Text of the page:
While Warren writes from a liturgical tradition (Episcopalian) and her book will be much loved by those who are already familiar with the rites and rituals of church life, I think it would also be treasured by those who are new to traditional liturgical practice as well as those, like me, who have at times wondered what misguided committee dreamt up these crazy practices.

 

 

Just keep asking…

As you read this, I am winging my way to Columbus, OH, the landing point for my return trip to the Beyond Walls Spiritual Writing Conference at Kenyon College.  My experience there last year changed my view of myself as someone who writes forever, so I thought that I would go back for a little more transformation.

One of the greatest things about this conference (and there are so many) is that it pushes me to read things that I might never otherwise read because, well, I don’t read much fiction.  But I simply have to read what has been written by my teacher for the week.  Last year it was Amy Gottlieb’s The Beautiful Possible.  Working with Amy at Kenyon, I learned about the use of juxtaposition in storytelling, and I learned to set free my more descriptive self in my writing.

This year I’ll be working with Beth Kissileff, so I’ve been reading her novel, Questioning Return (2016).  Actually, I already had it in my electronic book pile, before I found out that I would be working with her this summer, so I was happy to dive in and get reading.

The two books could not be more different — in terms of context, language, characterization, reading experience, and more.  Both are great and important works that speak to our human struggle with a life of faith and with, well, just life.  I feel a little ashamed, though, that it took me until almost the last chapter to realize that Questioning Return has been very carefully crafted around the very theological tool that sparks my own journey of faith — the question.  The question, the need to ask it, the need to search for the answers that may never come, the need to craft a life around the continual asking of the biggest questions –in fact, for me, it is the question as category that is the main character of this book, not the narrator, Wendy Goldberg.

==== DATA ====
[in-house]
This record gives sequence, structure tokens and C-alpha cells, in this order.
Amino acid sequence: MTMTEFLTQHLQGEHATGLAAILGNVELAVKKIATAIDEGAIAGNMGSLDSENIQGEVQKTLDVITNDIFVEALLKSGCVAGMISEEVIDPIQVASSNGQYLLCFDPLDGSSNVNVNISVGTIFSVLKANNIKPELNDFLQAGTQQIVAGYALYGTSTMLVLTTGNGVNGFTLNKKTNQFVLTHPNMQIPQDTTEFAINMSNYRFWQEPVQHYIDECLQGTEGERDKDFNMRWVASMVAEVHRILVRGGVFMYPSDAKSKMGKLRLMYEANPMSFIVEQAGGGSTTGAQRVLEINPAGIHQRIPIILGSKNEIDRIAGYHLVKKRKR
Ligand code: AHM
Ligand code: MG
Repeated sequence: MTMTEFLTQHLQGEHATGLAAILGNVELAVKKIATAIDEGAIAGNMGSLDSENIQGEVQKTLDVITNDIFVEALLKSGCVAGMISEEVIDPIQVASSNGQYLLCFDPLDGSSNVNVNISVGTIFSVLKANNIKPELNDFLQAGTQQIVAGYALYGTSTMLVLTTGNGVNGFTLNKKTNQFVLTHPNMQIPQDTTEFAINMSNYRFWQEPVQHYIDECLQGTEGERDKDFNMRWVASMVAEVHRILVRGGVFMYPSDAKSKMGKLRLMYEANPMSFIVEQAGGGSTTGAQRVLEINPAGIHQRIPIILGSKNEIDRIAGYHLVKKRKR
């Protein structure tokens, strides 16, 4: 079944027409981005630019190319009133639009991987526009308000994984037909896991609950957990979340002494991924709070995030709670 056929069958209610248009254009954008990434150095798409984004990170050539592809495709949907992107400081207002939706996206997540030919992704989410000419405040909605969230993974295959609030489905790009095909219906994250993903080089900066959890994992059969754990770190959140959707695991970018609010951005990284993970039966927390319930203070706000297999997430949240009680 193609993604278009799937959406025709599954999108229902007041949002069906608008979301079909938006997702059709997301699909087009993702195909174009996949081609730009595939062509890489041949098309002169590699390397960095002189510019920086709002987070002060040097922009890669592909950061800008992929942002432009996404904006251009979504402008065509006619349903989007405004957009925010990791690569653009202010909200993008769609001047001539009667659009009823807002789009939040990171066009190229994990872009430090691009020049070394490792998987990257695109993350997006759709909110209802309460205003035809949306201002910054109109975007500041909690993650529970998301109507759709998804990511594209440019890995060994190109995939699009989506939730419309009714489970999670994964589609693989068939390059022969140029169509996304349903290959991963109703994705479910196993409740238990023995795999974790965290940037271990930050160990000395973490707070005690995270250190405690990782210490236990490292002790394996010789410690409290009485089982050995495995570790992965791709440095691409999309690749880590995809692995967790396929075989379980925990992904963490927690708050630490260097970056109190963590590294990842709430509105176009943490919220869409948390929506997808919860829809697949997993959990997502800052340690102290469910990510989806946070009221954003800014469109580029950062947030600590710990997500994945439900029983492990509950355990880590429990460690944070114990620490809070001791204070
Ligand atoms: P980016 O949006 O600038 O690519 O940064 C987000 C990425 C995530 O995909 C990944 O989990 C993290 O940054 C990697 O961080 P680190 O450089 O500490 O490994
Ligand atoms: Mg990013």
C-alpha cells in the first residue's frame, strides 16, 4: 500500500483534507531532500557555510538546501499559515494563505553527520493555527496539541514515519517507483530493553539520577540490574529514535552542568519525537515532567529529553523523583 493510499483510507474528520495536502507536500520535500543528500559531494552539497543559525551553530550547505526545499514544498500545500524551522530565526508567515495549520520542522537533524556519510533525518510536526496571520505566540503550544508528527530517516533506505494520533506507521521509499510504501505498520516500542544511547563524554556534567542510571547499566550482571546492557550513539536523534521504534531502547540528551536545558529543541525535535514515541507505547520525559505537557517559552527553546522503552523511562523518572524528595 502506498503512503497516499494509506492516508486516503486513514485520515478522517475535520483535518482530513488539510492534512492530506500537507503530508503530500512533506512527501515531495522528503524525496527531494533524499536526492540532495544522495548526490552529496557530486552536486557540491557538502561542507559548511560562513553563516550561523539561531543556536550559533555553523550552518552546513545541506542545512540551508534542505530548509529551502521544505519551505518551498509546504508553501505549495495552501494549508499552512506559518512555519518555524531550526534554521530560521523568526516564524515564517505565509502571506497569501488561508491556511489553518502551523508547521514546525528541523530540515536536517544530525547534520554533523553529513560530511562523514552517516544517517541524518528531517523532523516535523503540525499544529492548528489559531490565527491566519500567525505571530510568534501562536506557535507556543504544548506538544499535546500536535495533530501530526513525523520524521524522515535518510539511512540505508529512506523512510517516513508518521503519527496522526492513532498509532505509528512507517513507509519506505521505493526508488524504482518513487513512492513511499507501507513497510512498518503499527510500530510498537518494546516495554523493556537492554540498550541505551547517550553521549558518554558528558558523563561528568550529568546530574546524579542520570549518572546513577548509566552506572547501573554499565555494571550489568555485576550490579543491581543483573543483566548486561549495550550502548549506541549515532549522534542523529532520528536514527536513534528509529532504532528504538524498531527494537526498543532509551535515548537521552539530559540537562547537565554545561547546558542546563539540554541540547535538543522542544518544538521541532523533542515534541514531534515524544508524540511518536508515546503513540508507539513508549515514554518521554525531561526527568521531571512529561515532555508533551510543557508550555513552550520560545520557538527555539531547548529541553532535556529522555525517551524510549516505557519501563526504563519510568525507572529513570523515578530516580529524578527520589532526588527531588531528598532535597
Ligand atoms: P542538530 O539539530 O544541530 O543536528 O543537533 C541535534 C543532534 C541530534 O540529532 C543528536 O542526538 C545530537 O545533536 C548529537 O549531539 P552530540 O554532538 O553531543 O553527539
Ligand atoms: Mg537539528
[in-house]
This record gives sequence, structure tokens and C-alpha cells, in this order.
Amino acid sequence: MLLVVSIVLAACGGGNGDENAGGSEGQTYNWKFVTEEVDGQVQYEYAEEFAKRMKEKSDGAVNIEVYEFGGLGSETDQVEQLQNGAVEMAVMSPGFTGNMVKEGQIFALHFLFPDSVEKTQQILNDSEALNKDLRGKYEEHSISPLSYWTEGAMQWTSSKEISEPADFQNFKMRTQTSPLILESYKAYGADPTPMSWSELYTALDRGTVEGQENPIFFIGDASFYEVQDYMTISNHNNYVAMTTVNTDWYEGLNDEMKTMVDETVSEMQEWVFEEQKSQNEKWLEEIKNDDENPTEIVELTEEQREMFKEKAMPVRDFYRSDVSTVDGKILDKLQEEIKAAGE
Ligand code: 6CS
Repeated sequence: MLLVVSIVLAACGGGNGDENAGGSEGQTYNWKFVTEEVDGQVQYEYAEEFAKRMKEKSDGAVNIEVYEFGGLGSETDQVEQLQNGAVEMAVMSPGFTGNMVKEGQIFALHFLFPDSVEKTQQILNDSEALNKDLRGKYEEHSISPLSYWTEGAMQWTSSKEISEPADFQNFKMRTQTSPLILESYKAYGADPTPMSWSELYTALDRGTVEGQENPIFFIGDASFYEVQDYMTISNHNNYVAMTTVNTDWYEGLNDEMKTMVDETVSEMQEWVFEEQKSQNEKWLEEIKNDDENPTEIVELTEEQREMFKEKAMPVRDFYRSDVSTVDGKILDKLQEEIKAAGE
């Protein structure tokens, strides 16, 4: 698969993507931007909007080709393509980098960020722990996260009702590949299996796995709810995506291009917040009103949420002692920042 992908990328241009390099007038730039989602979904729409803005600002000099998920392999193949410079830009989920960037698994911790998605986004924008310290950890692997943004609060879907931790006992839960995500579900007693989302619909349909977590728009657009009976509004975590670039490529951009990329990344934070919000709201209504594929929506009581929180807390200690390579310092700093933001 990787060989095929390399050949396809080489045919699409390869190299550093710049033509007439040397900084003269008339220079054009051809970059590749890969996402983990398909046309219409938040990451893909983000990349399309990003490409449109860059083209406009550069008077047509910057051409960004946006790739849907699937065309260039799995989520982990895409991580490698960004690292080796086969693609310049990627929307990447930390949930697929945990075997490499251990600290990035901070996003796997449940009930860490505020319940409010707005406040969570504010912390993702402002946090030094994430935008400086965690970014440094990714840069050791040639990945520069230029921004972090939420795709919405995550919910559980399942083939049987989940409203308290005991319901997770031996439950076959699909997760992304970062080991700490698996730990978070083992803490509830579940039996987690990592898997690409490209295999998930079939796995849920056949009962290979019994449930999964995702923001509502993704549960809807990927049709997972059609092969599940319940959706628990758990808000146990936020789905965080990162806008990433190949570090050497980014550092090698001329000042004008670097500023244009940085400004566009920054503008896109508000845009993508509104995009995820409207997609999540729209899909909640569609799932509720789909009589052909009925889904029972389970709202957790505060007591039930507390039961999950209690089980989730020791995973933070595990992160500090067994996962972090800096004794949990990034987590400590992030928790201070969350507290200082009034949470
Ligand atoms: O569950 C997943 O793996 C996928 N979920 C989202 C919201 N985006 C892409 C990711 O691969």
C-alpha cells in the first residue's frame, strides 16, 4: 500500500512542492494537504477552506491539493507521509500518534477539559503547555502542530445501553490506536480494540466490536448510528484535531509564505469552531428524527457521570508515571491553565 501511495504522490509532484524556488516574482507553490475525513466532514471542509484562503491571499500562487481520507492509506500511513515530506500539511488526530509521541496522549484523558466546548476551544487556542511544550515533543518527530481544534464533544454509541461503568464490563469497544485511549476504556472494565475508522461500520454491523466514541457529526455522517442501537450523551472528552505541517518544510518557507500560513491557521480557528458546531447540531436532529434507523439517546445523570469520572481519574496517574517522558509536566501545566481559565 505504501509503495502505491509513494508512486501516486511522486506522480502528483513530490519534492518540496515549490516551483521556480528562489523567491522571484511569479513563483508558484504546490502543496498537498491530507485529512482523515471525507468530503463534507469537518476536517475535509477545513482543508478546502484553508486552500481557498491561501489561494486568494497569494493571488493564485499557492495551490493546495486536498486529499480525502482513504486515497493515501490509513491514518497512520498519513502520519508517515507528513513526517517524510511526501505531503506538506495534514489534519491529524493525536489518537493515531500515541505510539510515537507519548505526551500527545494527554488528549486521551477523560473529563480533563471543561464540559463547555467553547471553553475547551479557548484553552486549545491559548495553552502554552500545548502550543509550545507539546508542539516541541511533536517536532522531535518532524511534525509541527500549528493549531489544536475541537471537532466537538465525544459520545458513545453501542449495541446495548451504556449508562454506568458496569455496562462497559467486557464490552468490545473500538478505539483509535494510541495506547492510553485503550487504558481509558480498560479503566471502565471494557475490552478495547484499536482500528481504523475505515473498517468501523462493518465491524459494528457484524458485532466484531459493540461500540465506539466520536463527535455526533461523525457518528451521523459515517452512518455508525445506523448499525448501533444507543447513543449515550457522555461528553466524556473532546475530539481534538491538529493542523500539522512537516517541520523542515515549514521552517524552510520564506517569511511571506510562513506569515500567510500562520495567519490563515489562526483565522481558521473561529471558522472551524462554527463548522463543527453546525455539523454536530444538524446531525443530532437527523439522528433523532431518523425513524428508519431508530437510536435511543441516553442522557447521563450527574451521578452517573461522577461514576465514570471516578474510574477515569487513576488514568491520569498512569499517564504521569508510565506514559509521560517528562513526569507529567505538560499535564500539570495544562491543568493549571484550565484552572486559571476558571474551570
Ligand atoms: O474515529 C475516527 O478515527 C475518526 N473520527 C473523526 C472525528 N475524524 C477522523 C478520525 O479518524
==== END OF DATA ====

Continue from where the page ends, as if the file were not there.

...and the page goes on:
Wendy is in Jerusalem on a Fulbright Scholarship to complete her dissertation, gathering information about Americans who have made aliyah, or a return to their homeland and to deep practice of the faith of their ancestors.  Along the way,  she meets many different kinds of people, at many different places along their life’s journey.  And she asks of them — and of herself — many questions.  Some are asked to further her research, others to clarify her own life. I have to admit that, for most of the book, I did not like Wendy Goldberg very much.  I kept reading because of the stories of the  many people who shared with her their lives and their own questions.  These stories told with intense detail the practices in each of their lives that expressed their own Jewishness.  They told the stories of their own struggles to fit that Jewishness into a world that is mostly harsh in response to any kind of expression of faith — those were the riveting passages that moved the story forward.  For me, Wendy is, at best, an audience to all that goes on around her rather than a protagonist.   Until the end that is, which I won’t share with you, of course.